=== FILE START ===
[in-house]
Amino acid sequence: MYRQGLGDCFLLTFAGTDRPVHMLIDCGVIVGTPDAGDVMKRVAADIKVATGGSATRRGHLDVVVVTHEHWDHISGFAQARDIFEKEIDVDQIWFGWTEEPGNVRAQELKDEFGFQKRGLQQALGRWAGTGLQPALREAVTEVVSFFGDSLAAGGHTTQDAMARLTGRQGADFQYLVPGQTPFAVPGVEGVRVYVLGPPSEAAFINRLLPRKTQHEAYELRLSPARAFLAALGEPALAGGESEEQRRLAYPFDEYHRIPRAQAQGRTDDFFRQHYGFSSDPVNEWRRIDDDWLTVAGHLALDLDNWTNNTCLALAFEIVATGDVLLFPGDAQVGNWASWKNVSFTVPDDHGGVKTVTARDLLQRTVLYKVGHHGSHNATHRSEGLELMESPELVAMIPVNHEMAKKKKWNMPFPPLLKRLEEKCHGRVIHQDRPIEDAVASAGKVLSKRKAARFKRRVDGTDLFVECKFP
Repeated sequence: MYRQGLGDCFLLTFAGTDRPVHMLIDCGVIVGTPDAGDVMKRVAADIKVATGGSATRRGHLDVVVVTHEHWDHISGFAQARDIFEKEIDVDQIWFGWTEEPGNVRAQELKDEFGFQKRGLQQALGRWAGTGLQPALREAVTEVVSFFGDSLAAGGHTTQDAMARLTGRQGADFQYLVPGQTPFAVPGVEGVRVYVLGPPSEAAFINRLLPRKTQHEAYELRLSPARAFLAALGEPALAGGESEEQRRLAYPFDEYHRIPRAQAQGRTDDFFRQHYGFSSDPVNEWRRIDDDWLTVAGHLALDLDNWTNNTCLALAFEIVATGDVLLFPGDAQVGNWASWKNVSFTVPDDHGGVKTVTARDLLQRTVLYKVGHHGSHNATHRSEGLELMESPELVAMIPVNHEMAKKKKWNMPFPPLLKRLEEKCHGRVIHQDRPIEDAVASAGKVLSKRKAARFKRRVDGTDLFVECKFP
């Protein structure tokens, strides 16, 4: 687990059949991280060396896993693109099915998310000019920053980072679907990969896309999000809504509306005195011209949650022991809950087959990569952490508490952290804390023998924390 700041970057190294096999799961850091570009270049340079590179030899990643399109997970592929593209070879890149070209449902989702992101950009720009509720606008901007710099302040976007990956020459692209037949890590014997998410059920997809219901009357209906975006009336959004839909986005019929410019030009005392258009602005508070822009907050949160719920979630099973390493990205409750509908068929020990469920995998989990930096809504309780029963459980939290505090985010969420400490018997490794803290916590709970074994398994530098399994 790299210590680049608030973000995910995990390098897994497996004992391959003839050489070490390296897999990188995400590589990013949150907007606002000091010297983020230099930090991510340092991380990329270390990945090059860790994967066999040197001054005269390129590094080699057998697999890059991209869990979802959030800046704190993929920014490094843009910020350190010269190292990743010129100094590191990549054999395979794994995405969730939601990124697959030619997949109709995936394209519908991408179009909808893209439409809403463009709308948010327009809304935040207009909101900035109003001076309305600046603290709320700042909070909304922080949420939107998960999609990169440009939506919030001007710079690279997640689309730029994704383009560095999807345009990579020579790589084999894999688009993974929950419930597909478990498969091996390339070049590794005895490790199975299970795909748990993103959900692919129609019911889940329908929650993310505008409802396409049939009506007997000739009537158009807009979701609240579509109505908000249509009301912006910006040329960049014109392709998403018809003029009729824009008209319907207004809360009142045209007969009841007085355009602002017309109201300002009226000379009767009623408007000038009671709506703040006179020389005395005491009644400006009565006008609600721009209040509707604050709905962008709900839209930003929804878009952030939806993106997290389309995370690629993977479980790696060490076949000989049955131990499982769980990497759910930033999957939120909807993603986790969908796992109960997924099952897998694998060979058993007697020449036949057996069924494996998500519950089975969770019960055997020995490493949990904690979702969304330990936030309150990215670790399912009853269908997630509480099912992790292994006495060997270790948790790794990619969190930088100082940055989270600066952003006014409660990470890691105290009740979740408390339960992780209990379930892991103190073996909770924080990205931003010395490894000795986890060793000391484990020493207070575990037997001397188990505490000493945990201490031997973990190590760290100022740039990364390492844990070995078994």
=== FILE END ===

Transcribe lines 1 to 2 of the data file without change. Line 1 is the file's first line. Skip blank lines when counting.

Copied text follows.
[in-house]
Amino acid sequence: MYRQGLGDCFLLTFAGTDRPVHMLIDCGVIVGTPDAGDVMKRVAADIKVATGGSATRRGHLDVVVVTHEHWDHISGFAQARDIFEKEIDVDQIWFGWTEEPGNVRAQELKDEFGFQKRGLQQALGRWAGTGLQPALREAVTEVVSFFGDSLAAGGHTTQDAMARLTGRQGADFQYLVPGQTPFAVPGVEGVRVYVLGPPSEAAFINRLLPRKTQHEAYELRLSPARAFLAALGEPALAGGESEEQRRLAYPFDEYHRIPRAQAQGRTDDFFRQHYGFSSDPVNEWRRIDDDWLTVAGHLALDLDNWTNNTCLALAFEIVATGDVLLFPGDAQVGNWASWKNVSFTVPDDHGGVKTVTARDLLQRTVLYKVGHHGSHNATHRSEGLELMESPELVAMIPVNHEMAKKKKWNMPFPPLLKRLEEKCHGRVIHQDRPIEDAVASAGKVLSKRKAARFKRRVDGTDLFVECKFP